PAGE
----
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I have some data representing a vaguely periodic signal, here is a sample

signal = Flatten[
   Import["https://gist.githubusercontent.com/tomginsberg/3dd708afa51dc4300ad4a50b24a0b3bf/raw/8903014fc7a71bb430d3435e7fc3c5e36bec0281/signal.txt", "Data"]];

ListPlot[signal, AspectRatio -> 1/10, ImageSize -> Full, 
 Axes -> False]

enter image description here

My only knowledge about the data us that it should contain several increasing lines of similar slope and several areas of noise. I went through the first bit by hand and selected windows where lines occur then ran a linear regression to get this

(* Indexed signal *)
isig = Transpose[{Range[Length[signal]], signal}];
f[{a_, b_}] := isig[[a ;; b]]

(* Fits in pre determined windows *)
fits = (Fit[#1, {1, x}, x] &) /@ 
   f /@ Partition[{1, 194, 1779, 1846, 1935, 2182, 2178, 2425, 2490, 
      2600}, 2];

Show[ListPlot[signal[[;; 2600]], AspectRatio -> 1/10, 
  ImageSize -> Full], 
 Plot[fits, {x, 0, 3000}, PlotRange -> {0, 248}, PlotStyle -> {Thick},
   PlotTheme -> "Monochrome"]]

enter image description here

What I want is some automated way to come up with the windows where all the points in the window approximately follow a line. Then I can do regression on the windows and the problem is solved.

Any thoughts or suggestions would be appreaciated. Thanks.

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  • $\begingroup$ Maybe you can use Differences@signal to identify large changes (e.g. > +/- 200) in successive values to locate the windows? $\endgroup$ – Rohit Namjoshi Jul 10 at 22:13
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My idea here is to use a GradientFilter on the accumulated signal and spot the maxima using MaxDetect. This creates a run of 1's when the signal gains momentum in a straight line towards the peaks, and we can find positions of those 1's and split when there's a jump in the position > 1.

acmg = Rescale[GradientFilter[Accumulate@signal, 1]];
mdacmg = MaxDetect[acmg, .85];
ListLinePlot[{mdacmg, acmg}, Filling -> {2 -> {1}}]
windows = #[[{1, -1}]] & /@ Split[Flatten[Position[mdacmg, 1]], #2 - #1 == 1 &];

Show[
 With[{max = Max[signal]},
  Graphics[{Gray, Rectangle[{#[[1]], 0}, {#[[2]], max}] & /@ windows}]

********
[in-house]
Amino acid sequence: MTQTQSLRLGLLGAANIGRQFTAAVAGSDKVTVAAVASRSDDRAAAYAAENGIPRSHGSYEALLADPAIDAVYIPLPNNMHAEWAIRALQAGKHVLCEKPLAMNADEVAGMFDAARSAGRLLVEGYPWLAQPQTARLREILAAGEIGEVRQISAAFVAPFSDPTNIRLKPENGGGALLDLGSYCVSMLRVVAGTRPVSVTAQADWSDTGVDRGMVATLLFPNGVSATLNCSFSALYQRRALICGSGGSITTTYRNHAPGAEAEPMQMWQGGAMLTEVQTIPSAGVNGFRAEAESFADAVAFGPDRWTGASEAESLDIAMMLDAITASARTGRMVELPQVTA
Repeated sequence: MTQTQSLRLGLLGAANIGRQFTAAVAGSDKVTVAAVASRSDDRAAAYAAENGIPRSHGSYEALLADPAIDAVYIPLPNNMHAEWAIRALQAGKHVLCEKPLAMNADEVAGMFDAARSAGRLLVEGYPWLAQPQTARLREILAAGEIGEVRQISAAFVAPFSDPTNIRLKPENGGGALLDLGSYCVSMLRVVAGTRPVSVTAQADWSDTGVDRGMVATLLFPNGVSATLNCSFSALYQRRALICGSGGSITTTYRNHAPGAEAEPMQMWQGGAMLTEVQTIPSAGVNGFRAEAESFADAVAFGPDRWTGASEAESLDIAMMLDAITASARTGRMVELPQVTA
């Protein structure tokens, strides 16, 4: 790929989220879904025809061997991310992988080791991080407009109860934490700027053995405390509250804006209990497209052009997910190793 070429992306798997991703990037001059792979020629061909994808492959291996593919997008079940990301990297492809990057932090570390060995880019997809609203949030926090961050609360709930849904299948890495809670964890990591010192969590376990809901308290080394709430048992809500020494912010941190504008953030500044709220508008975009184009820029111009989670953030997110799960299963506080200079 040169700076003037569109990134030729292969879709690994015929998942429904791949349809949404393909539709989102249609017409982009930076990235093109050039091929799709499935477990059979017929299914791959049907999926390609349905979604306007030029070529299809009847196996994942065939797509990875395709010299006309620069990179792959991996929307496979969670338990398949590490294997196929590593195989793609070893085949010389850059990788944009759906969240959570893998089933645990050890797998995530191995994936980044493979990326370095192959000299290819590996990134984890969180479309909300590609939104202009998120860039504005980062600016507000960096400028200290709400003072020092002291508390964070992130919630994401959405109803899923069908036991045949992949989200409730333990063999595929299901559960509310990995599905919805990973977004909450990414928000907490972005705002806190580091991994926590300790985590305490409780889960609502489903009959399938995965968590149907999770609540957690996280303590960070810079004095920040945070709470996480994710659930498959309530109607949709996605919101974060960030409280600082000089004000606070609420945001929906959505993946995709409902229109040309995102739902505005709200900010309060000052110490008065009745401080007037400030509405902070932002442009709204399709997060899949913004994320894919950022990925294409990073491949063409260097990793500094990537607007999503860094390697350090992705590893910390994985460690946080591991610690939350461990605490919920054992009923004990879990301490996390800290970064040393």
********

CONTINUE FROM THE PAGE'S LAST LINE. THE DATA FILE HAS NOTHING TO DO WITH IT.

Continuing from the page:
],
 ListLinePlot[signal, PlotStyle -> Red]
]

(* resulting windows to check for fit:
 {{8, 185}, {351, 361}, {1128, 1165}, {1265, 1690}, {1729, 1941},
 {1975, 2181}, {2216, 2441}, {2483, 2639}, {2764, 2917}, {2982, 3630},
 {3803, 3935}, {4123, 4304}, {4367, 5585},
 {5616, 5870}, {5897, 6164}, {6193, 6404}} *)

runs

| improve this answer | |
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  • $\begingroup$ thanks that work quite well, I added an extra flag that only excepts windows if the $r^2$ value of the fit is high enough (say > .9) $\endgroup$ – user2757771 Jul 10 at 23:42
  • $\begingroup$ is GradientFilter[Accumulate@signal, 1] not essentially the identity? $\endgroup$ – user2757771 Jul 14 at 0:03
  • $\begingroup$ @user2757771 no - that would be Differences[Accumulate[signal]]. The GradientFilter with radius 1 is wider and more smooth - the result of GradientFilter[Accumulate@signal, 1] is very different from the original signal. $\endgroup$ – flinty Jul 14 at 11:22
  • $\begingroup$ I see GradientFilter[Accumulate[{a, b, c, d, e, f}], 1] // Simplify returns {Abs[b]/2, 1/2 Abs[b + c], 1/2 Abs[c + d], 1/2 Abs[d + e], 1/2 Abs[e + f], Abs[f]/2}. So a slightly smoothed version. The output is still nearly identical if you run ListLinePlot[{Rescale@signal, acmg}] to compare. $\endgroup$ – user2757771 Jul 14 at 16:46
  • $\begingroup$ If the smoothing bothers you, just remove it, or use a mean filter instead. $\endgroup$ – flinty Jul 14 at 17:28

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